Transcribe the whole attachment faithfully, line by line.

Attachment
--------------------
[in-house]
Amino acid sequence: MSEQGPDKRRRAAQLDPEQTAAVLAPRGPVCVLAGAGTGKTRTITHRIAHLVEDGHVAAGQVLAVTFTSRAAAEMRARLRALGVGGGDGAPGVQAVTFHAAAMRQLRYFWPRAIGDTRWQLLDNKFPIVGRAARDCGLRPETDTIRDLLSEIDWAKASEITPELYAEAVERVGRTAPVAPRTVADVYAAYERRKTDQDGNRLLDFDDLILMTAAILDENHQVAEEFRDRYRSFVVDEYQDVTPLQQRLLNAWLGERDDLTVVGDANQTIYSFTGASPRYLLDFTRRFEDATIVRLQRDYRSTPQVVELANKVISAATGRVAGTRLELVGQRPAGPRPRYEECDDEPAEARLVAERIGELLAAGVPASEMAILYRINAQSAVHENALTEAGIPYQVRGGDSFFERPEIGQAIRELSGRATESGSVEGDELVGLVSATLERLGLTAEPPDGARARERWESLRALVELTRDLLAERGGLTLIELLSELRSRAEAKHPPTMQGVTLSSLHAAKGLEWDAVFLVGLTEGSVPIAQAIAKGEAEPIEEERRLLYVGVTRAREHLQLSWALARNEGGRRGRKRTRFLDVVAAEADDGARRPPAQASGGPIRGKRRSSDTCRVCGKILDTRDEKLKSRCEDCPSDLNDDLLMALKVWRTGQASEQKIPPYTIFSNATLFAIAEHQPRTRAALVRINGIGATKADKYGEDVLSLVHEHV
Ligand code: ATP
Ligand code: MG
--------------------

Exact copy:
[in-house]
Amino acid sequence: MSEQGPDKRRRAAQLDPEQTAAVLAPRGPVCVLAGAGTGKTRTITHRIAHLVEDGHVAAGQVLAVTFTSRAAAEMRARLRALGVGGGDGAPGVQAVTFHAAAMRQLRYFWPRAIGDTRWQLLDNKFPIVGRAARDCGLRPETDTIRDLLSEIDWAKASEITPELYAEAVERVGRTAPVAPRTVADVYAAYERRKTDQDGNRLLDFDDLILMTAAILDENHQVAEEFRDRYRSFVVDEYQDVTPLQQRLLNAWLGERDDLTVVGDANQTIYSFTGASPRYLLDFTRRFEDATIVRLQRDYRSTPQVVELANKVISAATGRVAGTRLELVGQRPAGPRPRYEECDDEPAEARLVAERIGELLAAGVPASEMAILYRINAQSAVHENALTEAGIPYQVRGGDSFFERPEIGQAIRELSGRATESGSVEGDELVGLVSATLERLGLTAEPPDGARARERWESLRALVELTRDLLAERGGLTLIELLSELRSRAEAKHPPTMQGVTLSSLHAAKGLEWDAVFLVGLTEGSVPIAQAIAKGEAEPIEEERRLLYVGVTRAREHLQLSWALARNEGGRRGRKRTRFLDVVAAEADDGARRPPAQASGGPIRGKRRSSDTCRVCGKILDTRDEKLKSRCEDCPSDLNDDLLMALKVWRTGQASEQKIPPYTIFSNATLFAIAEHQPRTRAALVRINGIGATKADKYGEDVLSLVHEHV
Ligand code: ATP
Ligand code: MG